"Bigger, Stronger, Faster" (which carries the subtitle, "The Side Effects of Being American") scored a sweet distribution deal at Sundance this year and is scheduled to have a limited theatrical release in late May. It's the feature film debut of director Chris Bell, who cannily uses the national debate about performance-enhancing drugs and his own and his two brothers' long-standing obsession with body-building as a jumping-off point for an exploration of our national addiction to winning and domination. Casting oneself and one's family in a documentary is a risky thing to do, but Bell is so likeable and self-effacing and so willing to go where the story takes him that he avoids the pitfalls of Michael Moore-style manipulation. He is more in the mold of Morgan Spurlock, and though Variety called the film "'Super Size Me' on steroids," I actually would give Bell extra points for approaching his subject with more subtlety than was on display in Spurlock's expose' on the fast food industry. Bell's diverse interviews and well-chosen clips of congressional hearings on illegal doping, conflicting news reports on the purported dangers of steroid use, and public statements of Arnold Schwarzenegger, Hulk Hogan, and Sylvester Stallone (American heroes to the Bell brothers, who only later learned that all three used steroids to bulk up) convey the essential contradiction between Americans' obsession with being the best and ourinsistence on the illusion of a level playing field where everyone has the same chance to win on his own merits. I give this one points for being not only entertaining, but for provoking excellent questions without attempting to answer them completely.
My pick of the day was "At the Deathhouse Door," a painstaking examination of the death penalty through the transformative experiences of the chaplain who presided over 95 executions in 15 years at the Huntsville prison in Texas. To my great fortune, the subject of the film, Rev. Carroll Pickett, and his wife, Jane, attended the screening and took questions afterwards along with the directors of the film. Pickett is a taciturn man of conscience who, before his career there, spent 11 days at the prison intervening in a hostage situation that resulted in the brutal slaying of two members of his congregation. The incident left an impression and solidified his own longstanding support for the death penalty, but he soon found himself working at the prison and, when executions resumed there in the 70s, was assigned to the role of shepherding "dead men walking" through their final 15 hours. His appointed task was to prepare the condemned to submit quietly to their deaths, and yet, slowly, Pickett came to recognize the ministry of presence in which he is engaged and to see the essential cruelty of the legal injection process and the toll the executions take on the prison staff, including himself. Stolid and self-contained, even Pickett's own family members were not aware that after each execution, Pickett would record a cassette tape of his impressions. Years later, he still recalls each prisoner with clarity, and is particularly haunted by the memory of Carlos Deluna (born the same year as me and executed the year I graduated from law school), of whose innocence Pickett became convinced. While Pickett's story is the main focus, the filmmakers continually return to the story of Deluna, whose innocence now is beyond serious question but whose murder by the state continues to haunt his family, including a sister who tried to help him.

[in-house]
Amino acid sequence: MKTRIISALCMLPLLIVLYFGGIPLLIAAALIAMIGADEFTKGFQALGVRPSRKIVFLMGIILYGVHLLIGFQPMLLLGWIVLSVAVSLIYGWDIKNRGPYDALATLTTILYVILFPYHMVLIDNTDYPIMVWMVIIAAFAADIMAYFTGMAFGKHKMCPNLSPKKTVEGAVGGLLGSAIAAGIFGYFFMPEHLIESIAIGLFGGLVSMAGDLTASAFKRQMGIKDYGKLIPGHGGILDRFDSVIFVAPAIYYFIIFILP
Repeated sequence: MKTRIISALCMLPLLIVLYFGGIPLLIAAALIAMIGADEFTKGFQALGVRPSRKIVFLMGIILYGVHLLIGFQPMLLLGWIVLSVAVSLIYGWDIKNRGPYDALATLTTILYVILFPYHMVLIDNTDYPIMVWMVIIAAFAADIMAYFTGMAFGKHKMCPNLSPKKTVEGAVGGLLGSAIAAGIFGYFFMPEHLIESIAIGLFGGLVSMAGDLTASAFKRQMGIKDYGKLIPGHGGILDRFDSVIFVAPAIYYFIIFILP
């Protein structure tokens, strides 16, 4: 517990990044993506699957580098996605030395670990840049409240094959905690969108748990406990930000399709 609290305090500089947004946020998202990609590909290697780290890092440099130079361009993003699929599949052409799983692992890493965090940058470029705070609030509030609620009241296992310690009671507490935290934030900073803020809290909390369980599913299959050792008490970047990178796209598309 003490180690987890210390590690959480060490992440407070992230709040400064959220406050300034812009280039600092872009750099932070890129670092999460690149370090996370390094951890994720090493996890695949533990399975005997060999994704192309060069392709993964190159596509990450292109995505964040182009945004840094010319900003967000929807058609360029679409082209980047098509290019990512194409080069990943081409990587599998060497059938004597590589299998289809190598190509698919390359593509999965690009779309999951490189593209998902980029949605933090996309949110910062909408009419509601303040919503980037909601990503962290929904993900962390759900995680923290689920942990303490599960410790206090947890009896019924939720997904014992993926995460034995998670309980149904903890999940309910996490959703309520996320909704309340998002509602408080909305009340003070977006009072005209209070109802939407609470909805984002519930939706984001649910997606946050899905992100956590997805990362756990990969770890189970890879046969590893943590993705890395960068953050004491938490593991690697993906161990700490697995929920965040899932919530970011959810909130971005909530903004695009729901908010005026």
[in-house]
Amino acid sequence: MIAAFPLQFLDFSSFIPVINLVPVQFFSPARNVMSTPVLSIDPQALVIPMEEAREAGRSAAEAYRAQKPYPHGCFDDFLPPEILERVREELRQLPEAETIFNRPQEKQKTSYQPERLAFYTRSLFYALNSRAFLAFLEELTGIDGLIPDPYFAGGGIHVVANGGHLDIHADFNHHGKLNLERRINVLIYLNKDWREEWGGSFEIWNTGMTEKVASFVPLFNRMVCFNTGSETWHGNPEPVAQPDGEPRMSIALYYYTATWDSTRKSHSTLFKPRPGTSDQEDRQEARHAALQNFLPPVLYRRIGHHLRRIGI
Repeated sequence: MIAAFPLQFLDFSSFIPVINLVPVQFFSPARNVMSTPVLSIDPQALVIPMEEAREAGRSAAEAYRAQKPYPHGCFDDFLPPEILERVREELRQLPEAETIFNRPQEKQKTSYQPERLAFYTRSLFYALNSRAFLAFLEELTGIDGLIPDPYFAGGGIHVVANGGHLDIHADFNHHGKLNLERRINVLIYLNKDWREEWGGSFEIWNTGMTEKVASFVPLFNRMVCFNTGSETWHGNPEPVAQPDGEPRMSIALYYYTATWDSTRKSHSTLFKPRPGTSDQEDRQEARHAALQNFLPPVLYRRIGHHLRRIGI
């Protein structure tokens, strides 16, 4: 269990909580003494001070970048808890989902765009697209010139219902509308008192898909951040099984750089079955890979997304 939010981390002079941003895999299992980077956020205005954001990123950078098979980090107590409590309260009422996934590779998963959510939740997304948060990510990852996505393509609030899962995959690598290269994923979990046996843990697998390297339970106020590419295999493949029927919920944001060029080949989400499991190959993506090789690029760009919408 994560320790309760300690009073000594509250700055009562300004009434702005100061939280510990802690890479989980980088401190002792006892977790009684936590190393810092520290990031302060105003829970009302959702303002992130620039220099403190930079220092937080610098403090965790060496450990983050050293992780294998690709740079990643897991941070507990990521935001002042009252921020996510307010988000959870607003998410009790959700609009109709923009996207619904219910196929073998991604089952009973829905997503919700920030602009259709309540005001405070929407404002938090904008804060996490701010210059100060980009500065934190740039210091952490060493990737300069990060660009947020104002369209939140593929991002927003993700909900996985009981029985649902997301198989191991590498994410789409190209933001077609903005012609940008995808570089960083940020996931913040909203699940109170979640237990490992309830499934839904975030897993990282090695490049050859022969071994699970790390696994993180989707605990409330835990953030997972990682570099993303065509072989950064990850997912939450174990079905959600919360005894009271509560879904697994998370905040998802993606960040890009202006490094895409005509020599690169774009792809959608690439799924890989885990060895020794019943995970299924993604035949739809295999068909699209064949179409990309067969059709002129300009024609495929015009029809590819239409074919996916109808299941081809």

The film proceeds patiently, a pace befitting not only Pickett's own journey but also the difficult subject matter. From the beginning I sensed that I could trust the filmmakers to handle the subject with care--but the last third of the film won me over far more completely than I was expecting. Each moment of impact and emotional pay-off is painstakingly earned; there are no short-cuts here and no easy answers. Like Pickett, the film is convincing without polemics; it demonstrates the truth rather than telling you what to think. With the added bonus of meeting the Picketts afterwards, it was an experience I won't ever forget. Look for this remarkable film on the Independent Film Channel in late May; it's also scheduled to screen in select cities over the coming months. I'll see this one again.